TS (SepOct07) - High Amp F&R Switch

By Editor,

By: Matt Vallez

This article first appeared in September /October, 2004 issue of Golf Car News Magazine, it has been updated, fact checked and reprinted for this issue.


Over the last few years dealers have been “beefing-up” or making high amp modifications to their electric golf cars. It started with a motor or field coil change, then the controllers. Then the motors started to get even larger. This meant larger, higher amp controllers. It soon became necessary to have 4-gauge wire to put it all together so that nothing would melt.


All these modifications allow, or require higher amperage to flow through the power wiring to the primary electric components. The problem is that one part is often overlooked during this “beefing-up” process, the F&R switch.


I was speaking to the brains behind EV Parts Inc. Roderick Wilde and discussing how interesting the things he has done with electric cars, (mostly for racing purposes, go to: www.suckamps.com) to come up with a hot topic for this months article. He and I both agreed that the F&R switch is the most overlooked part when “beefing-up” or high amp modifications to an electric car. Although this is not as exciting as modifying an electric postal jeep to reach speeds of over 100 MPH, it is a hot topic, literarily.


Cars are often modified with the stock F&R switch unchanged except to connect a smaller gauge or thicker power wires to them. This is unacceptable and will only cause problems somewhere down the line. A mechanical F&R switch has a hard enough job as it is. It is always “on” so to speak; current is always passing through it. Your F&R switch is a circuit between the controller and your motor, and they must be capable of the same amp load.  Once the switch is shifted from one direction to the other, it first passes through a natural point, so as not to ark before reversing the polarity to the field coils. Otherwise the load is constant.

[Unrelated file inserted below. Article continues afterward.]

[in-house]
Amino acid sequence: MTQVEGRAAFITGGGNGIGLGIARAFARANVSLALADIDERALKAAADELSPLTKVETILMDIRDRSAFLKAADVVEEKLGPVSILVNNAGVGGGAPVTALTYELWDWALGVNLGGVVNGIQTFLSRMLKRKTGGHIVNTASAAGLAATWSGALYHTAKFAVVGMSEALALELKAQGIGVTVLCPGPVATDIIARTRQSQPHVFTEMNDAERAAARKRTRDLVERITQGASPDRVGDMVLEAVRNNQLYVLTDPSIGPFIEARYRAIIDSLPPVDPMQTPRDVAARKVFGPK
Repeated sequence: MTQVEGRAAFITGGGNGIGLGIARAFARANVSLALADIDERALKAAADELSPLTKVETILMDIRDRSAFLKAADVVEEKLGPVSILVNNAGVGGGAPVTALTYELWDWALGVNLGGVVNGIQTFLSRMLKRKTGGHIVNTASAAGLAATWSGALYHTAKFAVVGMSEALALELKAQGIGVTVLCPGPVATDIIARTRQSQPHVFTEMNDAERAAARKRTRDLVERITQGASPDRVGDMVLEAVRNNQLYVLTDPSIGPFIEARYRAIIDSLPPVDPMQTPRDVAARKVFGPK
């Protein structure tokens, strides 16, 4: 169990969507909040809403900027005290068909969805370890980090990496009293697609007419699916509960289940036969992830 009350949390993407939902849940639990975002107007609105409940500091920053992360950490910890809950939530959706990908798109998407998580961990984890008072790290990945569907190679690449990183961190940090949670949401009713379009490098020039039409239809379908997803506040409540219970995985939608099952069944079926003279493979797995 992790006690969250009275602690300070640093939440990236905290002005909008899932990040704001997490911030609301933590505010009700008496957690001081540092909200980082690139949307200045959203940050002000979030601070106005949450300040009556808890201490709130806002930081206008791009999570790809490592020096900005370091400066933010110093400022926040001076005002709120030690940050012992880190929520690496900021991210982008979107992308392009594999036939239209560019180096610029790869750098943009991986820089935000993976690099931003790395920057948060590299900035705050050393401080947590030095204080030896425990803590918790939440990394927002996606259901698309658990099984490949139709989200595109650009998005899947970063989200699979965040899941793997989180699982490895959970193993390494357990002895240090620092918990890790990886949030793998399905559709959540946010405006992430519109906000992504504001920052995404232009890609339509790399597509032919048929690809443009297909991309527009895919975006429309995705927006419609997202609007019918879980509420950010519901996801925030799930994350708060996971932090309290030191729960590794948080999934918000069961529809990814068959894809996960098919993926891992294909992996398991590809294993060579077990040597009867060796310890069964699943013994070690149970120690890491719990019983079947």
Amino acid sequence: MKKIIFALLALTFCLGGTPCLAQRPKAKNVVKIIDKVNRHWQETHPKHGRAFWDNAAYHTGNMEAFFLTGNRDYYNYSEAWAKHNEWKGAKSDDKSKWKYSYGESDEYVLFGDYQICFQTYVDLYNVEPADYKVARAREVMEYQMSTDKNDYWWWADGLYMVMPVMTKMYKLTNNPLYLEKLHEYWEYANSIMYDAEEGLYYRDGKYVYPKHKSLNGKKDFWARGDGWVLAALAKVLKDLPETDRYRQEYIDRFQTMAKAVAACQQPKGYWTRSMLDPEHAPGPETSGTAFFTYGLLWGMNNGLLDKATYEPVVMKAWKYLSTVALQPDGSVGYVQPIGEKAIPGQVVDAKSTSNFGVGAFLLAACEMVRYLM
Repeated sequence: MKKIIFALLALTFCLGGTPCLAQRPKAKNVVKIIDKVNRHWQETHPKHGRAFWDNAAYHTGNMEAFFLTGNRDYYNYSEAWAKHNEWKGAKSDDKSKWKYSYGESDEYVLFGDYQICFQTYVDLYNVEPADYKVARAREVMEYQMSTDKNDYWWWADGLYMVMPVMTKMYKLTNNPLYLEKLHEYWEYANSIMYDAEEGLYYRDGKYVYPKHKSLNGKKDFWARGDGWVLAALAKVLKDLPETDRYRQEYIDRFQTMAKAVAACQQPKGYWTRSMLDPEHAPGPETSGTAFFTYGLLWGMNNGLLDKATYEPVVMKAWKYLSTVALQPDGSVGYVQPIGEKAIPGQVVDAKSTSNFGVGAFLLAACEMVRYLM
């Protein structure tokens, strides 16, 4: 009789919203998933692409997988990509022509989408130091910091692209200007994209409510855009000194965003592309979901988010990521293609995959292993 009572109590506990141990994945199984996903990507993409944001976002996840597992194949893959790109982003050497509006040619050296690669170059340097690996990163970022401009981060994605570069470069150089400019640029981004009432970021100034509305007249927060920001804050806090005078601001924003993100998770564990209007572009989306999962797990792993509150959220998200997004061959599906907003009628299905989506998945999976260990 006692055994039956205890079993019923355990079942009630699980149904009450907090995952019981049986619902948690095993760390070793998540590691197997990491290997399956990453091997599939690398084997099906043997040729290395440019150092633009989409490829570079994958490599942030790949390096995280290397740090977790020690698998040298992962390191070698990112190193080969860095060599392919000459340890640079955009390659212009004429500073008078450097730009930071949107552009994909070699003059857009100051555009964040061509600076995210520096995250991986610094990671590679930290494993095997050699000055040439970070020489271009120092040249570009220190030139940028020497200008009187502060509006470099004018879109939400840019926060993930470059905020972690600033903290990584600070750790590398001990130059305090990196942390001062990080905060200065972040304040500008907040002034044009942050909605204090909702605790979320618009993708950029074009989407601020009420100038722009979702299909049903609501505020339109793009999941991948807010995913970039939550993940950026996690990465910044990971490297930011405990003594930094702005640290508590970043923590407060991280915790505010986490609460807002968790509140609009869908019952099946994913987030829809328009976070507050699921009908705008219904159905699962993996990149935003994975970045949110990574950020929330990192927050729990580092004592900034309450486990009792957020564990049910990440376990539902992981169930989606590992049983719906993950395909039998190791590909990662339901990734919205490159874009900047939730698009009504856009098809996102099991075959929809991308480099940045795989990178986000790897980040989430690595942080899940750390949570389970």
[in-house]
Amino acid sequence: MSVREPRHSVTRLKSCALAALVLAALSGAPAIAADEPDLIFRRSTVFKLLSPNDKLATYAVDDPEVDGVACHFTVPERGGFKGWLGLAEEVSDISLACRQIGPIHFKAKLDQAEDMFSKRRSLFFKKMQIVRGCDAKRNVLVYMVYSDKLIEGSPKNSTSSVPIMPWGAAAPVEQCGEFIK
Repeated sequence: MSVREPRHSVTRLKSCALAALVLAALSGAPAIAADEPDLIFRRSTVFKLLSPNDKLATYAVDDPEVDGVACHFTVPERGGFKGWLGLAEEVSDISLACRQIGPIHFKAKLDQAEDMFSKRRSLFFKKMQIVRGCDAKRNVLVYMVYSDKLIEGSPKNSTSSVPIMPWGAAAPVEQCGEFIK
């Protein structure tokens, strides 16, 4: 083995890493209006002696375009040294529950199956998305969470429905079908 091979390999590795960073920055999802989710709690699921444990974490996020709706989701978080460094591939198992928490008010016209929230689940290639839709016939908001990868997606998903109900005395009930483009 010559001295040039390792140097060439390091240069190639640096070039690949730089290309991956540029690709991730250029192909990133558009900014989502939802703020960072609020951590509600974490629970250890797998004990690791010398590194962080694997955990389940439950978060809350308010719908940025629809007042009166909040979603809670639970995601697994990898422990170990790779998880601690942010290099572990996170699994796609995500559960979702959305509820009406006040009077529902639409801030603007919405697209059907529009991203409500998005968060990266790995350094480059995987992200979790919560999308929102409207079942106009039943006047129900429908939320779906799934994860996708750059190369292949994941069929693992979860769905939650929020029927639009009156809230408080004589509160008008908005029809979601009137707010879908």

These switches were designed to handle the stock amps, not the new level. Think about it, you just installed a 500-amp controller. That means that if required your controller will send 500-amps to the motor and that means 500 amps right through your F&R switch. The original system is capable of handling about 350-amps peak, if that.


The simplest and least expensive way to handle the additional amp load is to modify a stock F&R switch to handle the load. The weakest part of these switches is the bus bars. On an E-Z-GO switch they are between the contacts on the cam, or part that moves. These bus bars are thin and not made to carry large amp loads. Just replace them with some 3/16 inch thick by ½ inch wide copper bar and you’re off to the races.


The first time this article was published we only spoke of overlooking the F&R switch. It is of equal importance to upgrade the solenoid to a level that matches your system and specifically the amperage rating of the new controller being installed. A solenoid that is not matched has the potential to cause more trouble than even the F&R switch. The solenoid is the on off switch of the system, if you are passing an amperage that is higher than it is designed to handle it has the potential to fail. This failure could be in the on position, or more precisely, the can’t be turned off mode of failure. A failure like this could be damaging to the system because it will need something to melt to the point where electric current flow is stopped before it will shut down. Such a failure can be a complete loss of the golf car if left unattended.


Next time you are making a “beefed-up” or high amperage electric car remember the F&R Switch and the solenoid. Because your “beefed-up” electric car is only as good as its weakest part, so make sure that’s not the F&R switch or the solenoid.


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